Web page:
If you’re living with heart failure, making some simple adjustments to your diet can improve your quality of life.
For starters, aim to eat a variety of fresh or frozen fruits and vegetables every day. Fruits and vegetables are low in calories, which can help you maintain a healthy weight. They’re also loaded with vitamins and minerals and full of fiber, which helps your body regulate blood sugar levels and lower cholesterol.
One nutrient to consider when choosing produce is potassium, as some medications for heart failure can affect your body’s potassium levels. Most diuretics can lead to loss of potassium, while angiotensin converting enzyme (ACE) inhibitors and angiotensin receptor blockers (ARBs) can increase it.
You’ll also need to reduce or eliminate certain foods and drinks from your diet, especially things that increase fluid retention, contribute to blood sugar problems, or lead to obesity.
Here are the most common culprits.
Heart failure prevents the heart from pumping as well as it used to. Alcohol can make the problem worse and may weaken the heart muscle. It’s best to avoid it in all forms, including wine. Research linking a daily glass of red wine to improve heart health remains inconclusive.
Consuming too much salt (sodium) can result in fluid retention in the healthiest of people. In those with heart failure, excess sodium can cause serious complications. It can also worsen high blood pressure (hypertension), which can exacerbate existing heart failure.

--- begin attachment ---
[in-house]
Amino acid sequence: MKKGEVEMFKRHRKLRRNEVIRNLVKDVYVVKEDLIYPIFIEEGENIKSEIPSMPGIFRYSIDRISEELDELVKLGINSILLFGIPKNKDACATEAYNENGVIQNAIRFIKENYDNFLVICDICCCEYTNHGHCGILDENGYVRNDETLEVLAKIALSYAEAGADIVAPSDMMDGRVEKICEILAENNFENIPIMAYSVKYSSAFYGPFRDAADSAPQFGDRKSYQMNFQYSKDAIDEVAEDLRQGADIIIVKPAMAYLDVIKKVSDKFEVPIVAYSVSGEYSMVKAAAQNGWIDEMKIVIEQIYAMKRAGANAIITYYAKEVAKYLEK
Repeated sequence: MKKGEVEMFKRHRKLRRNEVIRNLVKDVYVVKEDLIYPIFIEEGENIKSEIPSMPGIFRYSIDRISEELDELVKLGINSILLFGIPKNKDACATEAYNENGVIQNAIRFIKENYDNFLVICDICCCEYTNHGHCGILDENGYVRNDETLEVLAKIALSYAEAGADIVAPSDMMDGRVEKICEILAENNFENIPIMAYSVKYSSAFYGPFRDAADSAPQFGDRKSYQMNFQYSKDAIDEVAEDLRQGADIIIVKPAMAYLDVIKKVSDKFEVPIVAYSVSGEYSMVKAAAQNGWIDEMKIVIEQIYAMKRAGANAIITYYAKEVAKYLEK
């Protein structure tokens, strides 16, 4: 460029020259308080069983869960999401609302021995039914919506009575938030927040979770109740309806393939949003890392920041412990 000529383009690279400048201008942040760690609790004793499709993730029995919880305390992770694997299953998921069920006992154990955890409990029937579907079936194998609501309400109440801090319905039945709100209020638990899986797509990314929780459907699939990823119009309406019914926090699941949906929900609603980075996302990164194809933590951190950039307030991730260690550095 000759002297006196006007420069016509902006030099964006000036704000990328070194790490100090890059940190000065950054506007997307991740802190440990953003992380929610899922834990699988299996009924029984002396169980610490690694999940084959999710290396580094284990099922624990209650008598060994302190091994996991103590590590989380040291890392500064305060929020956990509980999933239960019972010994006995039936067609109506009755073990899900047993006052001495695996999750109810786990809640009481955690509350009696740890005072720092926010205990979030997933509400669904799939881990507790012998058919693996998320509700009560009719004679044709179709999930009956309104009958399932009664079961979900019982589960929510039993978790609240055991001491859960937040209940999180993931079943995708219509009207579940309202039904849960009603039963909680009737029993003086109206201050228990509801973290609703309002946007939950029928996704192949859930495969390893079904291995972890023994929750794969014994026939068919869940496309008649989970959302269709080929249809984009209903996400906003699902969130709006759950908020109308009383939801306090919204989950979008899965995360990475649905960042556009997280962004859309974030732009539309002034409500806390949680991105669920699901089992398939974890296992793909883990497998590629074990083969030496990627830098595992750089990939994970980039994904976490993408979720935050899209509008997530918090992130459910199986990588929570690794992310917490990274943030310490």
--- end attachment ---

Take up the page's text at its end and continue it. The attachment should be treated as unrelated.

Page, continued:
What’s more, high-sodium diets are usually high in fat and calories as well, which can contribute to obesity and its complications.
Unfortunately, sodium is in almost everything we consume, which can make a low-sodium diet feel like a challenge. It is especially high in processed, prepared, canned, and smoked foods. Here are a few things to try:
- Remove the salt shaker from your counter or table.
- Find some easy low-sodium recipes on the internet.
- Find creative ways to season your food with herbs and spices. Also, consider lemon, garlic, ginger, vinegar, and black pepper.
- Get into the habit of reading food labels. A sodium level of 140 mg or less on the nutrition facts label is considered low sodium.
- Choose canned foods with “no added salt”.
Highly Processed Grains
Highly processed grains, like white bread, white rice, white pasta, and many sugar-sweetened breakfast cereals, have been stripped of their fiber. That’s especially problematic for people with heart failure because it often co-exists with conditions like Type 2 diabetes and high cholesterol.
Instead of processed grains, seek out whole grains. Like fruits and vegetables, they’re nutrient-rich and excellent sources of fiber.
Avoid cured and processed meats, which are high in sodium. Burgers and steaks, even unseasoned, present their own problem: they’re high in the types of fat that can lead to clogged arteries.
Instead, aim to eat more fish than red meat, especially salmon, tuna, trout, and cod. They’re rich in omega-3 fatty acids and low in saturated fat that help lower cholesterol and triglyceride levels. When you do eat meat, trim the visible fat before cooking it, and remove the skin from chicken.
Not all fat is bad, though. Monounsaturated and polyunsaturated fats can lower your risk of stroke and heart disease. They also help you maintain a healthy blood pressure and lower your “bad” cholesterol (LDL) levels, while boosting the “good” cholesterol (HDL). Good sources include olive oil, avocados, nuts, and seeds.